In 1995, I went to work full-time for PRN, and I was put into a dual role, which quickly instilled in me the reality of this business.  This was hugely important in getting me where I am today, because despite the fact that it’s always been about passion, and passion is key, it’s also a business.  I took on the position of Account Executive at PRN, selling advertising in the paper while also covering any event that they’d let me hit.  The more karting advertising I sold, the more pages they’d dedicate to karting.  Talk about motivation…and talk about taking advantage of that offer.  We started with a single page of coverage, called ‘A La Kart’, but by the end of the year, I pitched the idea of a special year-in-review pullout section, and they went for it.  It was a 16-pager that was my crowning achievement at the time.  Over the next two years, the section was 4-6 pages in every issue.  Little did I know that over the course of the next 12 years, I’d personally publish over 80 issues of Shifter Kart Illustrated (and later Super Kart Illustrated) and 50+ issues of Speedway USA (our oval karting mag) and FormulaCar Magazine.  It’s pretty incredible when I look back at it all.

One of the biggest wins in Howden's karting career came at the 1997 WRKC Oktoberfest Grand Prix

One of the biggest wins in Howden’s karting career came at the 1997 WRKC Oktoberfest Grand Prix

What I really want to do with this edition of Morning Coffee is give a heartfelt shout-out to the four guys who were such a big part of shaping my skill set during my early years in the biz.  The quartet I’m talking about were the core staff of PRN when I began my journey – David Weber, Rob Morton, John Hopkins and Greg MacPherson.  John was the Editor of the publication, and Greg was the Assistant Editor, and I learned much from both of them, feeding off their passion for the sport as well.  Even more than the knowledge, they gave me great opportunities, significant feedback and much needed encouragement.  It was also a demonstration of the reality of the position, which meant lots of road hours traveling to races, and a week of midnight work sessions getting the ‘boards’ completed before going to press.

I knew from the beginning that this was not a 9-to-5 job, and that late nights or all-nighters would be commonplace.  I actually look back and cherish those nights in the office, editing the boards and ordering in dinner.  They were magical times for a guy like me.  I’d often have to pinch myself.  From David and Rob, with whom I worked the phones and managed our advertising clients, I learned first hand how to work ‘with’ a customer and how to provide them what they needed in our program.  It’s the advertising that provides a publication with its stability and its viability, but it’s also such a valuable asset for the sport.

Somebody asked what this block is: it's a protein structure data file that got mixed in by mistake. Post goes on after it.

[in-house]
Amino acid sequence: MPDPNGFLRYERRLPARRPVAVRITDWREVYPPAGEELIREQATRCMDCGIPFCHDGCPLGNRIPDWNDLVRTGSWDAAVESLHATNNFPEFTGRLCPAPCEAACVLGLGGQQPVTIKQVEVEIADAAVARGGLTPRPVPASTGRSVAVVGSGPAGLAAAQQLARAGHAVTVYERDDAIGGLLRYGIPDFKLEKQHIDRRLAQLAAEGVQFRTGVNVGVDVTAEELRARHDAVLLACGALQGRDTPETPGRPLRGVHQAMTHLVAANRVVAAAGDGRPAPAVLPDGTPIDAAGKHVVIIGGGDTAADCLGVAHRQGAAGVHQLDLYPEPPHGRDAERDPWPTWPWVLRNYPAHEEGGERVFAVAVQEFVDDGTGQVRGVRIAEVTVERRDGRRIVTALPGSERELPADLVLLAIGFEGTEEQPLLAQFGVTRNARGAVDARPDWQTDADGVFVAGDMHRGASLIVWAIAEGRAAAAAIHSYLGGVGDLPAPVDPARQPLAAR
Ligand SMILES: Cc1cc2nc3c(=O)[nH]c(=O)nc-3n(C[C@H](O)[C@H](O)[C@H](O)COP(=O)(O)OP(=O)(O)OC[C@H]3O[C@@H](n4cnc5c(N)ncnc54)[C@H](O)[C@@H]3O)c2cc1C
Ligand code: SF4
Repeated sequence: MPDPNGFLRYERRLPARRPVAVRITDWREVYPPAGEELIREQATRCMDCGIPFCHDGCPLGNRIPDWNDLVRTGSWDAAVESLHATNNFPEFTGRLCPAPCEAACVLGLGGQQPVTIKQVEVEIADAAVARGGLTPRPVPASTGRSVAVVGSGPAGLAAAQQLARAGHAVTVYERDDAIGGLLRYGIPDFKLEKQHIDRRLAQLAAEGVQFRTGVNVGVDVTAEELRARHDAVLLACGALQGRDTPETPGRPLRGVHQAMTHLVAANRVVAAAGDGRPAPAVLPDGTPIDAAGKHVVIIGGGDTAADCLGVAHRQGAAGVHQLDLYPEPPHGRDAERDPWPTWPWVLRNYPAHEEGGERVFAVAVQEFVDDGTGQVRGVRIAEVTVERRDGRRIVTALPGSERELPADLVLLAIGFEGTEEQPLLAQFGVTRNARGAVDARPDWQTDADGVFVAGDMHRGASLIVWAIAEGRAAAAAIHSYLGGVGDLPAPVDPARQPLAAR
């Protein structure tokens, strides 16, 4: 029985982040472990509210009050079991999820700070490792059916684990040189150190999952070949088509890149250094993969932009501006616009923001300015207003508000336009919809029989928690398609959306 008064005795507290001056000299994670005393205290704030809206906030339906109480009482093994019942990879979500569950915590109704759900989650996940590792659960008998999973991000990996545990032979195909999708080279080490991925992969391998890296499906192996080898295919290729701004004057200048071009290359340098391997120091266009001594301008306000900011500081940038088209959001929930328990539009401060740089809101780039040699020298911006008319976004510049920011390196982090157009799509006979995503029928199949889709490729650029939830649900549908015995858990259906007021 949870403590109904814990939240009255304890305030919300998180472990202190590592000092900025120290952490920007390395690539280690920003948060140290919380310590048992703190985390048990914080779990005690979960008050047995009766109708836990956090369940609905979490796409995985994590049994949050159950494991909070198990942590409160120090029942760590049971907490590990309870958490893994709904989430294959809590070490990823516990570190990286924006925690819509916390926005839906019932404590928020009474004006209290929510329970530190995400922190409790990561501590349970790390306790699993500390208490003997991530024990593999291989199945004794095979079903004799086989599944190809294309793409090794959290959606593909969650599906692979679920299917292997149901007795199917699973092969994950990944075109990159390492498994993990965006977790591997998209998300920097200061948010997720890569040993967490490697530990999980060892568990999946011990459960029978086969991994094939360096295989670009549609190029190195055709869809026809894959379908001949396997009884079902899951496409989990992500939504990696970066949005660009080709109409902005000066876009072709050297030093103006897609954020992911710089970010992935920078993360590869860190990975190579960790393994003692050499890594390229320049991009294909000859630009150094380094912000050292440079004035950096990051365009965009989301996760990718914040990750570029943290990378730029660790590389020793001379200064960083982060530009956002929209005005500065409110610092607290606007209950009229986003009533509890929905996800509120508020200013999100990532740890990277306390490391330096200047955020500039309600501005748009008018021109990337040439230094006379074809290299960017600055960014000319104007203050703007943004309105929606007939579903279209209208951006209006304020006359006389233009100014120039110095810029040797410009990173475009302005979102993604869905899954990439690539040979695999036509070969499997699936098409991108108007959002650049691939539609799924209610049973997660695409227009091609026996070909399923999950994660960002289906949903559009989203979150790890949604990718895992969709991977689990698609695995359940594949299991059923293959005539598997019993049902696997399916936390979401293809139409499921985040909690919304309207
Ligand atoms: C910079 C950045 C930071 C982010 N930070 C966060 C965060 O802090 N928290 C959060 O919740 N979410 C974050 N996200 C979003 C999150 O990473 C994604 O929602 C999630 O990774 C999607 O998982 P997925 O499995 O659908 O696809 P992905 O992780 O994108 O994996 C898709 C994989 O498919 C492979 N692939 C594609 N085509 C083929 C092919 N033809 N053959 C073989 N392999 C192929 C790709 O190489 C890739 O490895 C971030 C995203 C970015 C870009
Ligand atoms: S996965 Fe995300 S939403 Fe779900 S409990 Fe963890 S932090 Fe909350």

In the end, what they taught me was how to really work with people and how to make real connections, even if it was simply through regular phone calls.  And because I worked both sides of the magazine – editorial and advertising – which are so often constantly in conflict, I developed a respect for both, which I believe was key to my success with SKI and my other magazines.  I also believe that my work ethic took a big turn for the good during my time at Performance Racing News, because I had found my calling and I fell in love with the job.  Long hours are easy when you’re doing what you love, and I’ve never scoffed at an all-nighter to get the job done.  We don’t make a lot of money doing what we do, so you better damn well love it.

From making calls to magazine subscribers to interviewing Michael Schumacher at the SKUSA SuperNationals - it's been an adventure, for certain

From making calls to magazine subscribers to interviewing Michael Schumacher at the SKUSA SuperNationals – it’s been an adventure, for certain

I left PRN and the guys in 1997 when I was offered a job at National Kart News, and they sent me on my way with a handshake and a nice little editorial in the paper.  All four of them followed my lead not long after to launch their own publication, Inside Track Motorsports News, which continues to flourish today as Canada’s #1 motorsports publication.  This weekend, they’re promoting the Canadian Motorsports Expo in Toronto, the country’s biggest racing show (canadianmotorsportsexpo.com), providing the sport with an incredibly important event that promotes, connects, motivates and excites the industry and the enthusiast alike.

On this opening day of the show, I send my thanks to each of them for giving a hardcore racing fan a shot, and I wish them the best for this weekend and for another great year at the track.  For me, I look back on the last 20 years with a smile, it’s been an education in life and in business.  And thankfully, I am looking forward to the next 20 with the exact same unbridled love of racing that got me into this gig in the first place.

2 thoughts on “Morning Coffee: Friday – February 7

  1. Good to see the history. And the ride continues………..